An informal way to obtain HR education is by joining an HR Community. Some of the most common are SHRM, HRCI, or HR Mavericks. SHRM has an annual member cost, while HR Mavericks does not. Joining these HR communities provides the opportunity to gain HR education through provided webinars and articles, as well as a place to ask questions and learn from other HR professionals. This education isn’t as structured, as these communities are mostly a place to find answers without a set outline of what you will learn. Regardless, these are a great place to learn from and connect with HR professionals who might be struggling with the same issues you are.
How Companies Benefit from HR Education
HR education is important for most HR professionals, but it is also important for companies. Some companies may not understand how they can benefit from HR education, whether it’s hiring someone with HR education or investing in their employees to gain HR education. Here are a few reasons why HR education is beneficial for companies.
Employee Career Development
Employees want to work for a company where they feel they’re being invested in and have opportunities to progress in their career. According to a study by LinkedIn in 2018, 94% of employees are more likely to stay at a job if they are offered pathways for career development. Companies that provide HR education opportunities to employees show them that employee career development is important. This helps improve the company’s retention rate and leads to happier employees.
Greater HR Commitment
Having a degree or HR certification doesn’t mean an employee will remain in the field indefinitely, but they typically have more buy-in and commitment to the field. When someone puts in time to gain an education in HR through degrees and certifications, it shows they want to stay in the field for the long-haul. This means you are hiring someone who is passionate about HR and less likely to leave their HR role to pursue a position with another company.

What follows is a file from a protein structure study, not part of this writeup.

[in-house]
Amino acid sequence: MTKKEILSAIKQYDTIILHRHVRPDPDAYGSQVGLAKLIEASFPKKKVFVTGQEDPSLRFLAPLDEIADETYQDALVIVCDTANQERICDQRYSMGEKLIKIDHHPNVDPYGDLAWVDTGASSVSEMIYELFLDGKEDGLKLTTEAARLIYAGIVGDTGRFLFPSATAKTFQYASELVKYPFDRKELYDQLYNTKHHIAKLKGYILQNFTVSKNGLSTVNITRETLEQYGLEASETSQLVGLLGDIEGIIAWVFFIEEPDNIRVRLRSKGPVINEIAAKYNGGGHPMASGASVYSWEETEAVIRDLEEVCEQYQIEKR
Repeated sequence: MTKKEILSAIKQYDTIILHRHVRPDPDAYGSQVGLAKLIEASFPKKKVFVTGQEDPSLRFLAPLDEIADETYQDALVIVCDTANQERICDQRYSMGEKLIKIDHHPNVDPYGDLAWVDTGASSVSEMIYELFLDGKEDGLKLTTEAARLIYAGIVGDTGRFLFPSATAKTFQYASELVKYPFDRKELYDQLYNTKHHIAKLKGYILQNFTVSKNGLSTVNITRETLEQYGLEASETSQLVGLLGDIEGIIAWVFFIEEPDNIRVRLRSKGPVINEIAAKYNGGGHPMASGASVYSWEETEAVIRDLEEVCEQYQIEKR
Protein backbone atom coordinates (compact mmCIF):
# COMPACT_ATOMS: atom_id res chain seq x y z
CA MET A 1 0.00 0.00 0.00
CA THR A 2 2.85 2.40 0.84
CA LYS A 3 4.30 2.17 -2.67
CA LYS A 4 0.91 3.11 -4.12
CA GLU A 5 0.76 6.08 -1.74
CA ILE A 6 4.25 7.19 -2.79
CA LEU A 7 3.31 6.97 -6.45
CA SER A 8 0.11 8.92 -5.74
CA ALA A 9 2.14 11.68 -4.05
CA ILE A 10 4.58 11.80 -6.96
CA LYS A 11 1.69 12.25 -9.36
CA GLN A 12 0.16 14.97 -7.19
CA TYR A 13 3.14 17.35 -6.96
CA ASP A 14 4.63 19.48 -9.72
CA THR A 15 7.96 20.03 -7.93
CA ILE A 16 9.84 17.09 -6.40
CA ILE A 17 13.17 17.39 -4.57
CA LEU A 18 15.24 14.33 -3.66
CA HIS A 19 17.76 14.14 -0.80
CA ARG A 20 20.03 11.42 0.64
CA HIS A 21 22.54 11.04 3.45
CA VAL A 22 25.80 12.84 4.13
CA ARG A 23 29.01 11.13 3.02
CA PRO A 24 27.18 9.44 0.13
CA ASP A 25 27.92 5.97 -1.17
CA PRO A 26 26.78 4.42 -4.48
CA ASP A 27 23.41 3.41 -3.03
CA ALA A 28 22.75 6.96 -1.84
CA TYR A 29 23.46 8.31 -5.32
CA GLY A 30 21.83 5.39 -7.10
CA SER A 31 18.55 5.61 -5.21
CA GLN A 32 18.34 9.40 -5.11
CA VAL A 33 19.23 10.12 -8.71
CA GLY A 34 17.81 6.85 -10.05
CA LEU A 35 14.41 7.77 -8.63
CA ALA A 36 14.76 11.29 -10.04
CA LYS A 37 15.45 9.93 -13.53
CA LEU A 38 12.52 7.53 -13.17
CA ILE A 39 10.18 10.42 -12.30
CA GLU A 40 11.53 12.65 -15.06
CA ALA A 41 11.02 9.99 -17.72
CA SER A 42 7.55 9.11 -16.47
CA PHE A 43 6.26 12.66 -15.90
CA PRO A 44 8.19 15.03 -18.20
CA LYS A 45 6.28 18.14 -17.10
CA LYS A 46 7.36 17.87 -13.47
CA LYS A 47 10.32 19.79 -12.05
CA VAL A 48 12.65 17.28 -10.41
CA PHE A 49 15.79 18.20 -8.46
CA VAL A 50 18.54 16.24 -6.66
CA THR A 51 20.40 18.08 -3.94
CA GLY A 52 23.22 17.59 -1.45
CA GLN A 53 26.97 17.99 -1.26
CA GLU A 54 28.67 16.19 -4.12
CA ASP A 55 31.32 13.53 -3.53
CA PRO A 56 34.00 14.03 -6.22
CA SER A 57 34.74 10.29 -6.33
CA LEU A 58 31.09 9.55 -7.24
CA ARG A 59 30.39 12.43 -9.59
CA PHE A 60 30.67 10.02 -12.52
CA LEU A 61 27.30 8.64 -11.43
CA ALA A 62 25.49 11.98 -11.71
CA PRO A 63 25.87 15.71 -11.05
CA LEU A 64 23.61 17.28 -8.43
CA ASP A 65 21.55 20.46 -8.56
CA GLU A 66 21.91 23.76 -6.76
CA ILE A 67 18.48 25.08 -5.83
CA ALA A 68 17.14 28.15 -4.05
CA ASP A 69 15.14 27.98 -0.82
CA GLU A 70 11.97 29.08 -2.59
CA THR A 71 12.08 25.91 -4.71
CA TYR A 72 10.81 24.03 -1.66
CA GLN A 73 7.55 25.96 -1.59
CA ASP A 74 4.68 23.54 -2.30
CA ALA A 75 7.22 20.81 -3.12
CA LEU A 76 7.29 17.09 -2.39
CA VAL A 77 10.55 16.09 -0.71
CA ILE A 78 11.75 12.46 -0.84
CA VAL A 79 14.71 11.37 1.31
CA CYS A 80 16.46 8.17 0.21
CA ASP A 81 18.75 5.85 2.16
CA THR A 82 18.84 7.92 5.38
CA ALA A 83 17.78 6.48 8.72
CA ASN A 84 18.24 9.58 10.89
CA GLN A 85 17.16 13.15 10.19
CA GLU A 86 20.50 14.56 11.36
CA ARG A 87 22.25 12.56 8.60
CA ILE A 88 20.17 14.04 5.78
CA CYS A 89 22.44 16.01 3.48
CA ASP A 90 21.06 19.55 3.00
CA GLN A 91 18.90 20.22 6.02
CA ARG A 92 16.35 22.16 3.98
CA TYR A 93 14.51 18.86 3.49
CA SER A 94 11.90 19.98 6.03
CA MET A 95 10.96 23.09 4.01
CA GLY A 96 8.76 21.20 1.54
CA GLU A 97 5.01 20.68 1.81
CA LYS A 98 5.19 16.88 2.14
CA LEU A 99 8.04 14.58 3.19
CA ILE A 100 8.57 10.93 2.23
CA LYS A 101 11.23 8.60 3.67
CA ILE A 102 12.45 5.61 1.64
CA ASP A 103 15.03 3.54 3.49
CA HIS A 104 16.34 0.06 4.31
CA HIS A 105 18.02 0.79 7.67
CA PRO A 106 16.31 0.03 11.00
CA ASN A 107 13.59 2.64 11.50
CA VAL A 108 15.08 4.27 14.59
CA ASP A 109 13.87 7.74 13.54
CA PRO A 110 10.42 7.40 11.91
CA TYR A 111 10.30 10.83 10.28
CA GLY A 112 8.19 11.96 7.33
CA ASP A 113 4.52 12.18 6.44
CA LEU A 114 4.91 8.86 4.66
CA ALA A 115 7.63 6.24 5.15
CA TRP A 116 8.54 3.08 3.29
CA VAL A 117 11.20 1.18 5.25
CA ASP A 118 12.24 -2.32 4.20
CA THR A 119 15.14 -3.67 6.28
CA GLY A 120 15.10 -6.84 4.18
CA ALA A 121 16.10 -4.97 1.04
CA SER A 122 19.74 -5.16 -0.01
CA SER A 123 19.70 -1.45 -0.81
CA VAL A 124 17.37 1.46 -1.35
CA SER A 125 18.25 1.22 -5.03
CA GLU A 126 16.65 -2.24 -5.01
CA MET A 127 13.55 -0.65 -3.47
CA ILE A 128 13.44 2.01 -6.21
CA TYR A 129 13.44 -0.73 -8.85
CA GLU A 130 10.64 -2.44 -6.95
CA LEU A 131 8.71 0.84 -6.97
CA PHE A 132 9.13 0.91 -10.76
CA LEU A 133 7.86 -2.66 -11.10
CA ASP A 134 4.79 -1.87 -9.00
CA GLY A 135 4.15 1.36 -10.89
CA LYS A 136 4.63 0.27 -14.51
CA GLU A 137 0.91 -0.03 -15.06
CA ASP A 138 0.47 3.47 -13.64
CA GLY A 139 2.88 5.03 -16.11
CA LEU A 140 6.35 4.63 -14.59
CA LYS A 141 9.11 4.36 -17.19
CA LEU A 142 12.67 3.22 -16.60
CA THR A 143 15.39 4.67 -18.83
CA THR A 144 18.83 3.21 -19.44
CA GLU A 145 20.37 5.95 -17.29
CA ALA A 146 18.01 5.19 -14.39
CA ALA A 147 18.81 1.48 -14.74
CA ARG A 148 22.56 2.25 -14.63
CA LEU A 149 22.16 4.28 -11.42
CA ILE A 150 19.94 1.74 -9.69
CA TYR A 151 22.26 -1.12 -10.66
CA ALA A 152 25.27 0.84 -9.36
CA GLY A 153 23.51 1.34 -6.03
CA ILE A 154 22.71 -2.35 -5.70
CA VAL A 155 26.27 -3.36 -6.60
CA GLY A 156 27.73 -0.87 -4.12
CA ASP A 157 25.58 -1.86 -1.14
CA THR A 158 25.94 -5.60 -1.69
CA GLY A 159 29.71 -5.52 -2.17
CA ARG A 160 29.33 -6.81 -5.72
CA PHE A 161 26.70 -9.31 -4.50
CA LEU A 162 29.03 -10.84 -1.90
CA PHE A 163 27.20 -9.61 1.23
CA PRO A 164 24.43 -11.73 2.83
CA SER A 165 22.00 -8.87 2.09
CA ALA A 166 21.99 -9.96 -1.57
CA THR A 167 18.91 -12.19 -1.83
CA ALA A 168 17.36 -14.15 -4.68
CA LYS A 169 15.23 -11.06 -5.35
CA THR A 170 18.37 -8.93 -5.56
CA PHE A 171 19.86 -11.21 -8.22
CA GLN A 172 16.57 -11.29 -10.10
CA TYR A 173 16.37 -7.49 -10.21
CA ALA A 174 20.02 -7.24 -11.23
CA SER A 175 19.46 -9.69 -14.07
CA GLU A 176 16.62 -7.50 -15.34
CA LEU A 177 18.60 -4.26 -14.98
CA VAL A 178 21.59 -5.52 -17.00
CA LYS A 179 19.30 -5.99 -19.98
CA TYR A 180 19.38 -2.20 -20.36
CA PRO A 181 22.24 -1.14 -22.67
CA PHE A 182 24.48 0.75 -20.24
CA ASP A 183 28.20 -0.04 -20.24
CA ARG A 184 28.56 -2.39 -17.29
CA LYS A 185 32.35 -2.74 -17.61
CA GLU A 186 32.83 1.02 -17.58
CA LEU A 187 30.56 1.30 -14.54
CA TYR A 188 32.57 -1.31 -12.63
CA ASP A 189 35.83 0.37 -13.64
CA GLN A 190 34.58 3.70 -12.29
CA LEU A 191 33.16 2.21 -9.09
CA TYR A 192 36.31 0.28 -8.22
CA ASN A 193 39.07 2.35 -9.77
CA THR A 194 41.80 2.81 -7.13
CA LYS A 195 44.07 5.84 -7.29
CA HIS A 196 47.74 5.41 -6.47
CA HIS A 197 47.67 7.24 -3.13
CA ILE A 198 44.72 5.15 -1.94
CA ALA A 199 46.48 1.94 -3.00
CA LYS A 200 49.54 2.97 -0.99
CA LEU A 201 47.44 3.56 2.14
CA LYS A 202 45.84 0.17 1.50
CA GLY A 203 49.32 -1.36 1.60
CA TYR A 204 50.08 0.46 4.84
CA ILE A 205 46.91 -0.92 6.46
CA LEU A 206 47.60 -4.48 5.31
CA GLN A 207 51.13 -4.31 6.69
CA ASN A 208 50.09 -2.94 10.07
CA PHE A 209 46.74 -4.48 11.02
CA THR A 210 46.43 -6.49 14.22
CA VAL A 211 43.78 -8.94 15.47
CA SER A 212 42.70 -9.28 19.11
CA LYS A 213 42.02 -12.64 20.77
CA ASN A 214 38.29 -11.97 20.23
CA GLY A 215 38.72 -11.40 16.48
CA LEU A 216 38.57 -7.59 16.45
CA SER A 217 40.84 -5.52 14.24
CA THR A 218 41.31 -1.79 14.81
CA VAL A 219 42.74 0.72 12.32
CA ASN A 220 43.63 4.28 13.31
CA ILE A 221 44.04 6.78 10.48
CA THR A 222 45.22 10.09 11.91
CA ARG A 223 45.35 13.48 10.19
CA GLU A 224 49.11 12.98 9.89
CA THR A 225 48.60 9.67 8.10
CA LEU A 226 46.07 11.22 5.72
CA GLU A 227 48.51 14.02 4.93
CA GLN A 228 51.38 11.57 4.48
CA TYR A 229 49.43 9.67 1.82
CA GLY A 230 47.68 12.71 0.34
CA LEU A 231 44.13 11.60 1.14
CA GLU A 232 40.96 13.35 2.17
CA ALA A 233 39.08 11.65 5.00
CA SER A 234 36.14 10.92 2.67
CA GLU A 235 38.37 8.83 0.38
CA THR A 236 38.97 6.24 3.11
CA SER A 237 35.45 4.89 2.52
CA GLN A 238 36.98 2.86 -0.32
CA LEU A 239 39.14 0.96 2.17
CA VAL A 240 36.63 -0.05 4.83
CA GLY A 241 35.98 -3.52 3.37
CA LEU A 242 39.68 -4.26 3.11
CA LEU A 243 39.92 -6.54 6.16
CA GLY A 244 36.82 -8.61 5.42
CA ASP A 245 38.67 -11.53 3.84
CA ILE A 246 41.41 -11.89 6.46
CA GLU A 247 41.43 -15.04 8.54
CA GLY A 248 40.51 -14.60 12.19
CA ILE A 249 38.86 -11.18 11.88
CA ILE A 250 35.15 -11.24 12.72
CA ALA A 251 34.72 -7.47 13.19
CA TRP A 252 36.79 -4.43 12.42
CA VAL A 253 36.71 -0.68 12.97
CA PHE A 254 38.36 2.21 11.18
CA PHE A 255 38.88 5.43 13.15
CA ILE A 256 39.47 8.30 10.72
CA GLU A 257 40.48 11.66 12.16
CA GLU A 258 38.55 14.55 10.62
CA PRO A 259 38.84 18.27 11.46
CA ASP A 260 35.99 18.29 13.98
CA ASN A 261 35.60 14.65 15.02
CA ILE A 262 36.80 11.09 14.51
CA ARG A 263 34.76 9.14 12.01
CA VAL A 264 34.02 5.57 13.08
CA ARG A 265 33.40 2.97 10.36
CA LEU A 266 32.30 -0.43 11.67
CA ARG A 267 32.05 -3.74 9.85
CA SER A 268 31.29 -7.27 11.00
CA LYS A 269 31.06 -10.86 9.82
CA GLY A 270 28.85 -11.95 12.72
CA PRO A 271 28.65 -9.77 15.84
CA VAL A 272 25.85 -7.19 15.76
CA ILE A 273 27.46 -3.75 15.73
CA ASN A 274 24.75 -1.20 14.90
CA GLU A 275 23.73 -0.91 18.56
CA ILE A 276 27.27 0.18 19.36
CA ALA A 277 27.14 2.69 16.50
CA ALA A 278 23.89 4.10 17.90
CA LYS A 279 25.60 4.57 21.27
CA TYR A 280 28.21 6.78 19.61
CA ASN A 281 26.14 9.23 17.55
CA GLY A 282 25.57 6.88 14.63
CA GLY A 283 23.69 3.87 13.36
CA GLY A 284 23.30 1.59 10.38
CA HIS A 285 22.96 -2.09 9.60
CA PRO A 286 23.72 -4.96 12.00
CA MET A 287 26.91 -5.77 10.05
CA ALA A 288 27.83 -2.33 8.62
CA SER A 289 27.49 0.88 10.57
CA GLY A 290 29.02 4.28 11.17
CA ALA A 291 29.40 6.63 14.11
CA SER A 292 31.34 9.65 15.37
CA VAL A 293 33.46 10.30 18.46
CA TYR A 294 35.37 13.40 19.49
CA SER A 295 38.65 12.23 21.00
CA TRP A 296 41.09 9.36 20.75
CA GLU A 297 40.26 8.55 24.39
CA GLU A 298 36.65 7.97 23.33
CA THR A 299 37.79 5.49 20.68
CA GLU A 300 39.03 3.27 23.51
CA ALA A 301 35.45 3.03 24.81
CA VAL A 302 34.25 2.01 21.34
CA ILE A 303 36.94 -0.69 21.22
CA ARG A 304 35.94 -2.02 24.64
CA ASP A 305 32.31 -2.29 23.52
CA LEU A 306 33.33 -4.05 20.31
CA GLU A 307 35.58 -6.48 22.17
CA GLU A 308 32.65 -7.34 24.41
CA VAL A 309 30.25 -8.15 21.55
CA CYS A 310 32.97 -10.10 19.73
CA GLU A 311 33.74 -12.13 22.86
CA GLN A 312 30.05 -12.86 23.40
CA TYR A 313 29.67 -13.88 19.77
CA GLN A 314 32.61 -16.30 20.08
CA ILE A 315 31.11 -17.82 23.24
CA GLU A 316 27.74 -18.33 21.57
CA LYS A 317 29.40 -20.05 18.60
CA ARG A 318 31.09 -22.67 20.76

Attracting Top Talent
Companies always want the best talent. That talent can come in many forms: skills, experience, knowledge or culture fit. Hiring someone with greater HR education means they have more experience and knowledge than someone without that HR education. This doesn’t guarantee they are the right fit for the job, but it does show the company that they have extensive HR experience and knowledge.
Which HR Education Path Is Best for You?
With the many different ways to obtain HR education, there is no one right way to gain it. In reality, regardless of which type of HR education you pursue, the more you obtain, the better. Here are some steps to consider when deciding which HR education to obtain.
Step 1: Determine Your Career Goals
Before pursuing any HR education, determine what your career goals are and how HR education is going to help you. If your long term goal is to become a VP of HR or HR director, getting a masters in human resource management or business administration is the HR education you’ll want to pursue. If you just need help answering some HR questions in your current role but don’t plan to pursue an HR career, joining an HR community might be the way to go.
Step 2: Determine How Much Time and Money You Want to Commit
Another important thing to consider when furthering your HR education is how much money and time you are willing to commit. Pursuing a degree will cost the most time and money, but might be the most useful for your career. Obtaining a certification is not as much of a time commitment, but still costs money and some time to prep and take the certification test.
Step 3: Determine the Best Way for You to Learn
Each type of HR education offers different ways to learn. If you work better in a committed, specific length of time, pursuing a degree might be the best way to go. If you want to have a resource you can constantly rely on without a time constraint, joining an HR community might be a better option. If you want to test your HR knowledge and be expected to continue to learn more about HR throughout your career, a certification might be the best fit. These are all things to consider when deciding which HR education to pursue.
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Tanner has over 4 years of HR professional experience in various fields of HR. He has experience in hiring, recruiting, employment law, unemployment, onboarding, outboarding, and training to name a few. Most of his experience comes from working in the Professional Employer and Staffing Industries. He has a passion for putting people in the best position to succeed and really tries to understand the different backgrounds people come from.